Hacking into a Vehicle CAN bus (Toyothack and SocketCAN)

CAN bus is an automation fieldbus commonly used in the automotive industry as the main network bus to allow communications between the many on-board ECUs on modern vehicles.

The Linux kernel has native CAN bus support at network layer since some years, with a lot of drivers for both embedded and USB CAN bus controllers, so it’s now fairly easy to add a CAN bus interface to any Linux laptop and have a playaround with it.

In this post I’ll show how to tap into a modern car local bus, dump a bunch of data and analyze the trace offline to write a decoder from scratch using the SocketCAN APIs and utilities.

This is based on my experiences hacking into my Toyota… Toyothack!


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Power Manager: Soft Power Control of USB and Low Voltage Devices

One frustrating aspect of firmware or kernel development on commodity hardware, such as cheap evaluation board or production devices, is the necessity of power-cycling the target device to reboot it every time the developer needs to load and run a new software build.

It sometimes happens that a development board is designed with proper management electronics to ease software development or automated testing, but in most cases the developer has reset the board manually, and sadly quite often reset buttons are unaccessible or just non-existent, requiring the developer to unplug and replug the power cable. If this ends up in your workflow and at the end of the day your fingers hurt, something is wrong.

This project is a small AVR/V-USB based board to control the power supply of development boards and other low voltage and USB powered devices. It allows to program a sequence of events for the output ports, has LED indicators for port status, and additionally provides power measurement on both USB and main power channels, and uses a bootloader for easy firmware upgrade… All in a solid and funny looking Hammond blue box!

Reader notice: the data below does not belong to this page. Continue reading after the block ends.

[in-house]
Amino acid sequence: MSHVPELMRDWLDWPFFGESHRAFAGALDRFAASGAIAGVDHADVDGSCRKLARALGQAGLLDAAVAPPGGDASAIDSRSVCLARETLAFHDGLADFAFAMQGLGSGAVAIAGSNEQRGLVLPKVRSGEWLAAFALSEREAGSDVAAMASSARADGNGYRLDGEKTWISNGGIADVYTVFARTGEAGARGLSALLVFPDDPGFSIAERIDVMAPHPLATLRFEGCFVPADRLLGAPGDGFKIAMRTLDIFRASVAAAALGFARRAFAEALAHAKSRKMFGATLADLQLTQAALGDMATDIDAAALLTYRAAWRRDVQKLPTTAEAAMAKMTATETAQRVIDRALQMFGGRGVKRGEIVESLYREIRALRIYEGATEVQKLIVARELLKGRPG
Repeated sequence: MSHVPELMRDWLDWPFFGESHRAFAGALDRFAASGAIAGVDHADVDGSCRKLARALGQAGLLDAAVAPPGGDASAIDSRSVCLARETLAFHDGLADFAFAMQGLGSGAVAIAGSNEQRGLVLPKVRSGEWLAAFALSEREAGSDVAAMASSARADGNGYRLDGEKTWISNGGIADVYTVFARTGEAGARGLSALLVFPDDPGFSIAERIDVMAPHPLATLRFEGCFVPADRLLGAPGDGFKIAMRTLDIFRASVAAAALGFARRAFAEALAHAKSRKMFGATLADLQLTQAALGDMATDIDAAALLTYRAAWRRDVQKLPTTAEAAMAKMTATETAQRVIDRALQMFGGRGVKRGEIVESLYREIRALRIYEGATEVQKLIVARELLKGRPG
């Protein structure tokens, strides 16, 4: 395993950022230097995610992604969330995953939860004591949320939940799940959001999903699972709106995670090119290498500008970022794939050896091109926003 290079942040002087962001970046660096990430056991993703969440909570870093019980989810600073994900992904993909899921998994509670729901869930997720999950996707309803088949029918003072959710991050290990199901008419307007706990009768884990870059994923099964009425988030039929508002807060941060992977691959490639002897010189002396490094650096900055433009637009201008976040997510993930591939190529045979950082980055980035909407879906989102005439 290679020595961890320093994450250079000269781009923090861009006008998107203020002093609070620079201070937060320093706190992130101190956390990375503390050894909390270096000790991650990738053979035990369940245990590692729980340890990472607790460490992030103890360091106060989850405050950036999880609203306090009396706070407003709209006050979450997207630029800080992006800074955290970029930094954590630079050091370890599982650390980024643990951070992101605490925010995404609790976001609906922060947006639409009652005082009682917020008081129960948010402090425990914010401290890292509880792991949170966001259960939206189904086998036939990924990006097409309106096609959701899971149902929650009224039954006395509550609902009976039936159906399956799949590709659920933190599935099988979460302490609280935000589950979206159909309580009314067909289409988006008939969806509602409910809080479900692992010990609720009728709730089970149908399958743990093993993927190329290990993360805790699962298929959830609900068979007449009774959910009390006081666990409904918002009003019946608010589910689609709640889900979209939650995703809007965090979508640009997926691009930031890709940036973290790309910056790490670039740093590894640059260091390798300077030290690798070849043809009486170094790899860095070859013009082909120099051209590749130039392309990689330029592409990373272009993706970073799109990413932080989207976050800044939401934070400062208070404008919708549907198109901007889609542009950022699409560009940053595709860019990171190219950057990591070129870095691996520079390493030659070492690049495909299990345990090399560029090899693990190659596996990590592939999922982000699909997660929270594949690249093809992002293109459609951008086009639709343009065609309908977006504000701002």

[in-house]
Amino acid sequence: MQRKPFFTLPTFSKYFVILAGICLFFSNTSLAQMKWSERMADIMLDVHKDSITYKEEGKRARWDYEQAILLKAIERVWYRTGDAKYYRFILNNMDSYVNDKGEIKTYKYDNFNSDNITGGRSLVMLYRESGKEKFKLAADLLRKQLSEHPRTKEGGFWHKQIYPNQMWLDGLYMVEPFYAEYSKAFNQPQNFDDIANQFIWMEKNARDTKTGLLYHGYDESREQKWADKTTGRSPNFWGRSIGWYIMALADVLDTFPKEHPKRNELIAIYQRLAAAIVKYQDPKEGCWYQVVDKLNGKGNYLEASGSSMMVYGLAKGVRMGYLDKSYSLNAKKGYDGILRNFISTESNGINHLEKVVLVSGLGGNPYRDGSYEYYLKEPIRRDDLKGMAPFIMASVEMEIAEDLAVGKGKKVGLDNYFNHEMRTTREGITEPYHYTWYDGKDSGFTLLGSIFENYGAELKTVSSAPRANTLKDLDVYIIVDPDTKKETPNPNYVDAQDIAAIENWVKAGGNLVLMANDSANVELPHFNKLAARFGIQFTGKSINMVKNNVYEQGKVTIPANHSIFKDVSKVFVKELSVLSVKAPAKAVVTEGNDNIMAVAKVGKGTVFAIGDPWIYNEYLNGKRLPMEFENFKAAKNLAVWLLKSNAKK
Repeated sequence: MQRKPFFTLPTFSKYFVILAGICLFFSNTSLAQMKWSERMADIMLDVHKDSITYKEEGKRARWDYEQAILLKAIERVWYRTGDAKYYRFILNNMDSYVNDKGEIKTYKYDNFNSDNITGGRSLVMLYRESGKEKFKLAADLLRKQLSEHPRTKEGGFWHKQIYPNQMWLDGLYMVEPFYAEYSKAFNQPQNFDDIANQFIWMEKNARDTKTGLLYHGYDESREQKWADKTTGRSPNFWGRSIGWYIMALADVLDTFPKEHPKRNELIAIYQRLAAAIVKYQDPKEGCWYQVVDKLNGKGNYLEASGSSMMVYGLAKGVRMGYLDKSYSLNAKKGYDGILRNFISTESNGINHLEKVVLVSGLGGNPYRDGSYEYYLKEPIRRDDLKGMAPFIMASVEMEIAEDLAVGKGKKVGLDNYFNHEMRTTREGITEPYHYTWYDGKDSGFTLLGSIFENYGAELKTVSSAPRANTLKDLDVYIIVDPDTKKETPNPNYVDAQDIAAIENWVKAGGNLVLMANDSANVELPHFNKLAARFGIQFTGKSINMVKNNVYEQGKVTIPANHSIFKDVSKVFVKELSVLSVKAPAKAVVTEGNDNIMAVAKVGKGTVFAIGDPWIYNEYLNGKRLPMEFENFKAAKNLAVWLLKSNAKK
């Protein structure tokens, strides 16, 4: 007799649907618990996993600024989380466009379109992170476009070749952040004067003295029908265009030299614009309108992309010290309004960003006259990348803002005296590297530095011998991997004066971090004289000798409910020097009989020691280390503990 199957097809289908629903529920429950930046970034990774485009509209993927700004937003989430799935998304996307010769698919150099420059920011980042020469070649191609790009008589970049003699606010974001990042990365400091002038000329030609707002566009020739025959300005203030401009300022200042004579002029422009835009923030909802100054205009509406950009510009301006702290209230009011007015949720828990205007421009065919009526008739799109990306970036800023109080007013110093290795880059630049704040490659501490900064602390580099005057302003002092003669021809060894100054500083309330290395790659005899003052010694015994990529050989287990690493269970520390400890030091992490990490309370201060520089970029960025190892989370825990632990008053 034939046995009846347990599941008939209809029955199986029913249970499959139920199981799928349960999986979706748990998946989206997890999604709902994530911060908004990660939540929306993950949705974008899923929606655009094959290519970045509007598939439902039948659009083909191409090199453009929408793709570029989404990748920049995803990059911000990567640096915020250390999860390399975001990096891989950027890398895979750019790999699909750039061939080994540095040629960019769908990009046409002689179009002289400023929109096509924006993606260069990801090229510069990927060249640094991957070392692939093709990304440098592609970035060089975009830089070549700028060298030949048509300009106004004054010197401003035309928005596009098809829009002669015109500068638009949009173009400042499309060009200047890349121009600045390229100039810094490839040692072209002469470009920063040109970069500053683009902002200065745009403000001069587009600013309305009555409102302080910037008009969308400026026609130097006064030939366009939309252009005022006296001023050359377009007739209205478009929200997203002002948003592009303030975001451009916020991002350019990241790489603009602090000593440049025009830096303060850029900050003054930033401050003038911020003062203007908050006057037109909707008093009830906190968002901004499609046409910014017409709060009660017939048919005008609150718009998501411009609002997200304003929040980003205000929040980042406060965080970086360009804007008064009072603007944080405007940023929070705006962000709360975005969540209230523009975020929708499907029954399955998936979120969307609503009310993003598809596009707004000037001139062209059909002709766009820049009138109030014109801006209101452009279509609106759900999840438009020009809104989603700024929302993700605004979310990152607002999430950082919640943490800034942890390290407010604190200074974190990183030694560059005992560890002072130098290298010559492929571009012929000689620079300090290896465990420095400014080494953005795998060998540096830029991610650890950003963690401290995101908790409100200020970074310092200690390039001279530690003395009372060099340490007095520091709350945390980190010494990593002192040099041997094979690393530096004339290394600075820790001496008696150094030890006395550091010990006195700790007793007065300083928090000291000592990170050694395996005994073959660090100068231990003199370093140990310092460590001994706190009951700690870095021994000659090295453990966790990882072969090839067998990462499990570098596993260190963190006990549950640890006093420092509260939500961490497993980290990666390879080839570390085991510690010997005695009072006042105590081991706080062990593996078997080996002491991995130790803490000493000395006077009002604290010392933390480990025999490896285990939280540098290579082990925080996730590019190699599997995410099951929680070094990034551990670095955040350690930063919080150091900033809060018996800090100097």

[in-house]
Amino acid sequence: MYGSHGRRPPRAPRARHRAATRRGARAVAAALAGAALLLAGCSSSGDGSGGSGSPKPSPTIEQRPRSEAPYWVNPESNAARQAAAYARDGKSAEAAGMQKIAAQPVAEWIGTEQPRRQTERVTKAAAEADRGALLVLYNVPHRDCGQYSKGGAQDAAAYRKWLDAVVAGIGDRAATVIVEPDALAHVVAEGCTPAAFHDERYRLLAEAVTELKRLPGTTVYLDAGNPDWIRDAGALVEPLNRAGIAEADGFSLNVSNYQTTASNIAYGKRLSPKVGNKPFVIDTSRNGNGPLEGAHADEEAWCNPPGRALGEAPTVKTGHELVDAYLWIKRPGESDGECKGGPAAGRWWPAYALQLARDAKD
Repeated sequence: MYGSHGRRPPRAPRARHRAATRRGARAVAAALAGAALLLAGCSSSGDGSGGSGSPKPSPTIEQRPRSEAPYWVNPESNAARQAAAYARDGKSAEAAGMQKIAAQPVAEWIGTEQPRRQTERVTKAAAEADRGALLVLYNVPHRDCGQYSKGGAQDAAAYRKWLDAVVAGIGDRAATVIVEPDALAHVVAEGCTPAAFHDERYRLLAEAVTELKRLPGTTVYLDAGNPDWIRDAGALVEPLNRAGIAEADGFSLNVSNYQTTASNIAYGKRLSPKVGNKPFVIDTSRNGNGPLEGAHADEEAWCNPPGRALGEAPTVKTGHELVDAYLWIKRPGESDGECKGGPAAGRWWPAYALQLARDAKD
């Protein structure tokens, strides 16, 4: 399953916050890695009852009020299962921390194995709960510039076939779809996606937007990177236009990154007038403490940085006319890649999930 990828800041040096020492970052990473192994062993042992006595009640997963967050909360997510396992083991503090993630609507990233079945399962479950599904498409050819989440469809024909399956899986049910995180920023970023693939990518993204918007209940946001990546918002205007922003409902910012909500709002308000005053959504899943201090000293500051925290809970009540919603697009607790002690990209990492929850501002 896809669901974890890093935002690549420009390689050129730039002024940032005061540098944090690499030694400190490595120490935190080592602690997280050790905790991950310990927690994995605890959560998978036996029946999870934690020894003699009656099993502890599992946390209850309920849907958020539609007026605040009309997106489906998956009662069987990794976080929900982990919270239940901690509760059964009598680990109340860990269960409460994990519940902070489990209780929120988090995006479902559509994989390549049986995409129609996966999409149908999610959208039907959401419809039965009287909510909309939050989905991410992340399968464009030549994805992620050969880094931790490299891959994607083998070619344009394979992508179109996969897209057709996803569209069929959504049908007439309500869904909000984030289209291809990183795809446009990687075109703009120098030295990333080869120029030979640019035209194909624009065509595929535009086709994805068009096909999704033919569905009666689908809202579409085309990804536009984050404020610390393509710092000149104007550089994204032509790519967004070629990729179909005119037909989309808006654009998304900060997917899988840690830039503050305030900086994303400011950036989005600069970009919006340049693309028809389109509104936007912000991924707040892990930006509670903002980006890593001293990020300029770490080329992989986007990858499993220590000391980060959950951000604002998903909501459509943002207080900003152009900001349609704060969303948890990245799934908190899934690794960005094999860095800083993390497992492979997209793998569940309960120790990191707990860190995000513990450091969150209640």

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HP Wi-Fi Direct Mouse on Linux

In my last post I took apart an HP Wi-Fi Direct mouse based on the OZMO2000 controller from Ozmo Devices.

OZMO based devices are officially supported on Windows 7 platform only, rendering them completely useless as nobody uses Windows anymore… right? Well, it turns out most of the code to use them in Linux is already in place, just waiting to be enabled!


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Wi-Fi direct support in Linux is quite young and still considered as experimental, so read on if you dare to try!

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Making Time Lapse Video with IP Cameras

What happens when you find yourself with two IP cameras which you don’t really use? You just make some funny stuff with them!

This post shows how to use an Axis IP camera and a netbook to record a timelapse video of a car travel… including a 15 minute timelapse of car trip from Italy to Germany!

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Linux Kernel Device Drivers for AVR V-USB Devices

V-USB is a really convenient library to implement USB communication between an AVR microcontroller and any USB host enabled system.

The host side software for a V-USB device is usually handled either from a class driver, such as for HID-compliant devices, or from an userspace libusb-based application.

This post shows how to implement a Linux kernel device driver for a simple ep0-based V-USB device.

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Network Statistics with iptables and rrdtool

Netfilter is a powerful tool when it comes to select traffic on a Linux router.

When you set up a chain of rules with iptables, you are also get set of traffic counters with each rule you set, which can be used to see how many times the rule have matched.

If you place a chain of rules without any jump, the packet get counted and goes forward the chain, so that you can write a set of rules just to get some statistic of selected pattern of traffic in your network.

In this post I’ll show how to write some simple rule, get the data on a rrdtool database and plot a traffic graphic out of it.

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Network Activity LED with Linux LED Subsystem

This is a nice userspace application I use on my router to control the Internet connection status LED in “smart” way.

The idea is simple, instead of just randomly blink the LED when there is some activity on the network, this application checks for the total bytes transferred on the network interface, and blinks the LED every 100KB of data.

That behavior is borrowed from modern electric counter, which have a LED that blinks every predefined number of Watt/hour.

That’s useful because you can quickly have an idea of the bandwidth utilization of your connection by just checking how often the LED blinks, so you can instantly identify a low-bandwidth constant traffic by a high-bandwidth traffic.

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